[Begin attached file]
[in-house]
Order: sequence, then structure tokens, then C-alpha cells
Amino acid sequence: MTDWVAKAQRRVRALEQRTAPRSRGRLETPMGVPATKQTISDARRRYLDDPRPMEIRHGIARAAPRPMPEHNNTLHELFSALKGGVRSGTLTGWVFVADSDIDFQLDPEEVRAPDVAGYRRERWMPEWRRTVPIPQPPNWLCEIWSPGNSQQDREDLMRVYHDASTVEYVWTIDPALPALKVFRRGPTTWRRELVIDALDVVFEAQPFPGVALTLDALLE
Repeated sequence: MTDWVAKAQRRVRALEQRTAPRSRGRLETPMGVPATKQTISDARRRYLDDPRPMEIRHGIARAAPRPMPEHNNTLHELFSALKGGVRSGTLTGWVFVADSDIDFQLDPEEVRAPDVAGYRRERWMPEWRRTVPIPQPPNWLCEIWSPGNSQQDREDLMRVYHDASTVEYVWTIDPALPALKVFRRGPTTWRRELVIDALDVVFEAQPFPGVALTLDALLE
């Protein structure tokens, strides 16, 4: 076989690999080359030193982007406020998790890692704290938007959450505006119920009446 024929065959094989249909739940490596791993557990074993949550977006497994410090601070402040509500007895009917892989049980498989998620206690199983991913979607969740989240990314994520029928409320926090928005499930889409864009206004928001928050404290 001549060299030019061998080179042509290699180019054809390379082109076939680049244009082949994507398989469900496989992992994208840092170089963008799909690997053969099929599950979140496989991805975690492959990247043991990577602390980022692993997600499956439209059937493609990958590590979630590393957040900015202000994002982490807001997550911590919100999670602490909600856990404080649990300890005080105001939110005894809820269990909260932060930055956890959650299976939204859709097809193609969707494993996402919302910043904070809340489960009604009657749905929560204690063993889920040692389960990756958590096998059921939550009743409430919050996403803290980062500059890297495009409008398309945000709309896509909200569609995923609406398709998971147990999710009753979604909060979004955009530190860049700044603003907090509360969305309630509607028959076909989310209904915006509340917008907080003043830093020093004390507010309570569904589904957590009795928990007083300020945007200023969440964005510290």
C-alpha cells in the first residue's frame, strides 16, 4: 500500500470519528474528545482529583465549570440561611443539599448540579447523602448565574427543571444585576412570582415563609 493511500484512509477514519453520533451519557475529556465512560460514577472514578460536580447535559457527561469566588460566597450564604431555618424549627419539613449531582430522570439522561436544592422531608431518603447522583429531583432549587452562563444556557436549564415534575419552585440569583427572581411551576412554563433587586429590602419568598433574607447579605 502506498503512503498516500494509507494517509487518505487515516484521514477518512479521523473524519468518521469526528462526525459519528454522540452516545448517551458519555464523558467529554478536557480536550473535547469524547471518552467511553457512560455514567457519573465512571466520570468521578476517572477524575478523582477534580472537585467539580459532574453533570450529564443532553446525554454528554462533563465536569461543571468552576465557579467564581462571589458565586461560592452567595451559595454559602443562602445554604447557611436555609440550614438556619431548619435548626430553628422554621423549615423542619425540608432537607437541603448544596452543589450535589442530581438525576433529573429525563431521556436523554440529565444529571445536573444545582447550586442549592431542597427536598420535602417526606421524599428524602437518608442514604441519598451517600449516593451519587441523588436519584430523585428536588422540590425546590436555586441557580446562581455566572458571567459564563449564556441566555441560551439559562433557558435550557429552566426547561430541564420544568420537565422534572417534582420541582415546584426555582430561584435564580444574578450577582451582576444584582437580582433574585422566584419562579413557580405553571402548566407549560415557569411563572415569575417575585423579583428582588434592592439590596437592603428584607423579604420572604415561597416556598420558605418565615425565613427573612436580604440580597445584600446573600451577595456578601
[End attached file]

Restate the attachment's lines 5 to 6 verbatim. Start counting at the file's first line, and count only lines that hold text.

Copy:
């Protein structure tokens, strides 16, 4: 076989690999080359030193982007406020998790890692704290938007959450505006119920009446 024929065959094989249909739940490596791993557990074993949550977006497994410090601070402040509500007895009917892989049980498989998620206690199983991913979607969740989240990314994520029928409320926090928005499930889409864009206004928001928050404290 001549060299030019061998080179042509290699180019054809390379082109076939680049244009082949994507398989469900496989992992994208840092170089963008799909690997053969099929599950979140496989991805975690492959990247043991990577602390980022692993997600499956439209059937493609990958590590979630590393957040900015202000994002982490807001997550911590919100999670602490909600856990404080649990300890005080105001939110005894809820269990909260932060930055956890959650299976939204859709097809193609969707494993996402919302910043904070809340489960009604009657749905929560204690063993889920040692389960990756958590096998059921939550009743409430919050996403803290980062500059890297495009409008398309945000709309896509909200569609995923609406398709998971147990999710009753979604909060979004955009530190860049700044603003907090509360969305309630509607028959076909989310209904915006509340917008907080003043830093020093004390507010309570569904589904957590009795928990007083300020945007200023969440964005510290």
C-alpha cells in the first residue's frame, strides 16, 4: 500500500470519528474528545482529583465549570440561611443539599448540579447523602448565574427543571444585576412570582415563609 493511500484512509477514519453520533451519557475529556465512560460514577472514578460536580447535559457527561469566588460566597450564604431555618424549627419539613449531582430522570439522561436544592422531608431518603447522583429531583432549587452562563444556557436549564415534575419552585440569583427572581411551576412554563433587586429590602419568598433574607447579605 502506498503512503498516500494509507494517509487518505487515516484521514477518512479521523473524519468518521469526528462526525459519528454522540452516545448517551458519555464523558467529554478536557480536550473535547469524547471518552467511553457512560455514567457519573465512571466520570468521578476517572477524575478523582477534580472537585467539580459532574453533570450529564443532553446525554454528554462533563465536569461543571468552576465557579467564581462571589458565586461560592452567595451559595454559602443562602445554604447557611436555609440550614438556619431548619435548626430553628422554621423549615423542619425540608432537607437541603448544596452543589450535589442530581438525576433529573429525563431521556436523554440529565444529571445536573444545582447550586442549592431542597427536598420535602417526606421524599428524602437518608442514604441519598451517600449516593451519587441523588436519584430523585428536588422540590425546590436555586441557580446562581455566572458571567459564563449564556441566555441560551439559562433557558435550557429552566426547561430541564420544568420537565422534572417534582420541582415546584426555582430561584435564580444574578450577582451582576444584582437580582433574585422566584419562579413557580405553571402548566407549560415557569411563572415569575417575585423579583428582588434592592439590596437592603428584607423579604420572604415561597416556598420558605418565615425565613427573612436580604440580597445584600446573600451577595456578601